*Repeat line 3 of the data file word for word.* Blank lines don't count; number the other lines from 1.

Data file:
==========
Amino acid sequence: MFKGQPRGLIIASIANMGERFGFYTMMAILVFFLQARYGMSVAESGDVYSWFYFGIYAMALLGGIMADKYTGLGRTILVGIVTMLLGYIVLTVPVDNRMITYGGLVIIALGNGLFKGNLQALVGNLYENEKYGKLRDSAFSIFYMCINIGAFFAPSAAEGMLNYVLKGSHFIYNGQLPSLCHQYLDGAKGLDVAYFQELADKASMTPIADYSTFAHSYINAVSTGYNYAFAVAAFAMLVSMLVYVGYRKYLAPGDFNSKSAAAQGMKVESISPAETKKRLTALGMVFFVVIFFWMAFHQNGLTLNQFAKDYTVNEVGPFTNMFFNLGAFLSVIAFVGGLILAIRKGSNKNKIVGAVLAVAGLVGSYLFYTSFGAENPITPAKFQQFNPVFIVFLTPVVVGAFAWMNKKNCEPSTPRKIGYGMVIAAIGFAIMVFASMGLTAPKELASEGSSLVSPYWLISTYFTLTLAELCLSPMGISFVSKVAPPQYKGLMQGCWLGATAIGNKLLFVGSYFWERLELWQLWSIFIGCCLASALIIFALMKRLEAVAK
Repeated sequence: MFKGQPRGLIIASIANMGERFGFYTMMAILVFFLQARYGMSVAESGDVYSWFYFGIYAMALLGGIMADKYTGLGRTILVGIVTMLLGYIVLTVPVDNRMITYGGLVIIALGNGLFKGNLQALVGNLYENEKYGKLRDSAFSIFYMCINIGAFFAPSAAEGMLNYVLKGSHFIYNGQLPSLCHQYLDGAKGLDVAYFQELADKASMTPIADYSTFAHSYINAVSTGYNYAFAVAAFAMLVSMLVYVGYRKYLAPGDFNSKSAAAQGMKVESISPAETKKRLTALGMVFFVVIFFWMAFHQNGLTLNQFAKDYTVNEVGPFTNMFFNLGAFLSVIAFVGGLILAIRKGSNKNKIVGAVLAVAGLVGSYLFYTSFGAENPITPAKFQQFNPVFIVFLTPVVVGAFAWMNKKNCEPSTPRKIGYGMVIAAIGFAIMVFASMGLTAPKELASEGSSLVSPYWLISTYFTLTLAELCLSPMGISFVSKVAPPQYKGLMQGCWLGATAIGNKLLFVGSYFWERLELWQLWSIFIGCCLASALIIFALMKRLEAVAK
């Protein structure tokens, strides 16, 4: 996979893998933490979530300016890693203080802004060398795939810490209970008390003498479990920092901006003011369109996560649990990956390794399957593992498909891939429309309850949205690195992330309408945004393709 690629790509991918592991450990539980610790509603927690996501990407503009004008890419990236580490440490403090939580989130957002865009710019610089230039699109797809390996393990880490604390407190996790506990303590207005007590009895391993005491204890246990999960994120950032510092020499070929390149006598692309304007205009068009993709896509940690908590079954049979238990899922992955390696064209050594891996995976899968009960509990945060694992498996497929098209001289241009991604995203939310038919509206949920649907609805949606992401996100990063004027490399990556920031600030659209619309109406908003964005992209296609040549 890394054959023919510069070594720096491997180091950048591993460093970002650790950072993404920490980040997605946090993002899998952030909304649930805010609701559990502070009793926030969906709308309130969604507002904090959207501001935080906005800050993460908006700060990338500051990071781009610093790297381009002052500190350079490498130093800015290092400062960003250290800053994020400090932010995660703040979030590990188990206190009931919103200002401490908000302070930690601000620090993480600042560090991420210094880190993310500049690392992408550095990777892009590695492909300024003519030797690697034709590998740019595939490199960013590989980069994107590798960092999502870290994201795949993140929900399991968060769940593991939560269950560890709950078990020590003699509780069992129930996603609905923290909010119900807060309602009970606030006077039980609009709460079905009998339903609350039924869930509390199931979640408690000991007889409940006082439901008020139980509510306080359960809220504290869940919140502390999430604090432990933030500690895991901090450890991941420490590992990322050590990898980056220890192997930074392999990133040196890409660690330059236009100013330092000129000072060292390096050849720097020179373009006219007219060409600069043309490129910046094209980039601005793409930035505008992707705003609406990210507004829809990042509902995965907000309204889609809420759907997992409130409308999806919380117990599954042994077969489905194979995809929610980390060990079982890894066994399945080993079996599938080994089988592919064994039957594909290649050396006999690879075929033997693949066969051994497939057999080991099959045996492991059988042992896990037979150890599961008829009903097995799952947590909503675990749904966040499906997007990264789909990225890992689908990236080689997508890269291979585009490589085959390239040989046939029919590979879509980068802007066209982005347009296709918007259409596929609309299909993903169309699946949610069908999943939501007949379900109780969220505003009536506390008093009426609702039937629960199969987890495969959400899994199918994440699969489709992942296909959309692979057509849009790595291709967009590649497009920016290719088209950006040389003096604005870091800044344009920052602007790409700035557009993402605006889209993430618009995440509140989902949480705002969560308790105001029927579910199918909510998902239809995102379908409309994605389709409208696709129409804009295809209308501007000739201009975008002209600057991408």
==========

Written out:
């Protein structure tokens, strides 16, 4: 996979893998933490979530300016890693203080802004060398795939810490209970008390003498479990920092901006003011369109996560649990990956390794399957593992498909891939429309309850949205690195992330309408945004393709 690629790509991918592991450990539980610790509603927690996501990407503009004008890419990236580490440490403090939580989130957002865009710019610089230039699109797809390996393990880490604390407190996790506990303590207005007590009895391993005491204890246990999960994120950032510092020499070929390149006598692309304007205009068009993709896509940690908590079954049979238990899922992955390696064209050594891996995976899968009960509990945060694992498996497929098209001289241009991604995203939310038919509206949920649907609805949606992401996100990063004027490399990556920031600030659209619309109406908003964005992209296609040549 890394054959023919510069070594720096491997180091950048591993460093970002650790950072993404920490980040997605946090993002899998952030909304649930805010609701559990502070009793926030969906709308309130969604507002904090959207501001935080906005800050993460908006700060990338500051990071781009610093790297381009002052500190350079490498130093800015290092400062960003250290800053994020400090932010995660703040979030590990188990206190009931919103200002401490908000302070930690601000620090993480600042560090991420210094880190993310500049690392992408550095990777892009590695492909300024003519030797690697034709590998740019595939490199960013590989980069994107590798960092999502870290994201795949993140929900399991968060769940593991939560269950560890709950078990020590003699509780069992129930996603609905923290909010119900807060309602009970606030006077039980609009709460079905009998339903609350039924869930509390199931979640408690000991007889409940006082439901008020139980509510306080359960809220504290869940919140502390999430604090432990933030500690895991901090450890991941420490590992990322050590990898980056220890192997930074392999990133040196890409660690330059236009100013330092000129000072060292390096050849720097020179373009006219007219060409600069043309490129910046094209980039601005793409930035505008992707705003609406990210507004829809990042509902995965907000309204889609809420759907997992409130409308999806919380117990599954042994077969489905194979995809929610980390060990079982890894066994399945080993079996599938080994089988592919064994039957594909290649050396006999690879075929033997693949066969051994497939057999080991099959045996492991059988042992896990037979150890599961008829009903097995799952947590909503675990749904966040499906997007990264789909990225890992689908990236080689997508890269291979585009490589085959390239040989046939029919590979879509980068802007066209982005347009296709918007259409596929609309299909993903169309699946949610069908999943939501007949379900109780969220505003009536506390008093009426609702039937629960199969987890495969959400899994199918994440699969489709992942296909959309692979057509849009790595291709967009590649497009920016290719088209950006040389003096604005870091800044344009920052602007790409700035557009993402605006889209993430618009995440509140989902949480705002969560308790105001029927579910199918909510998902239809995102379908409309994605389709409208696709129409804009295809209308501007000739201009975008002209600057991408």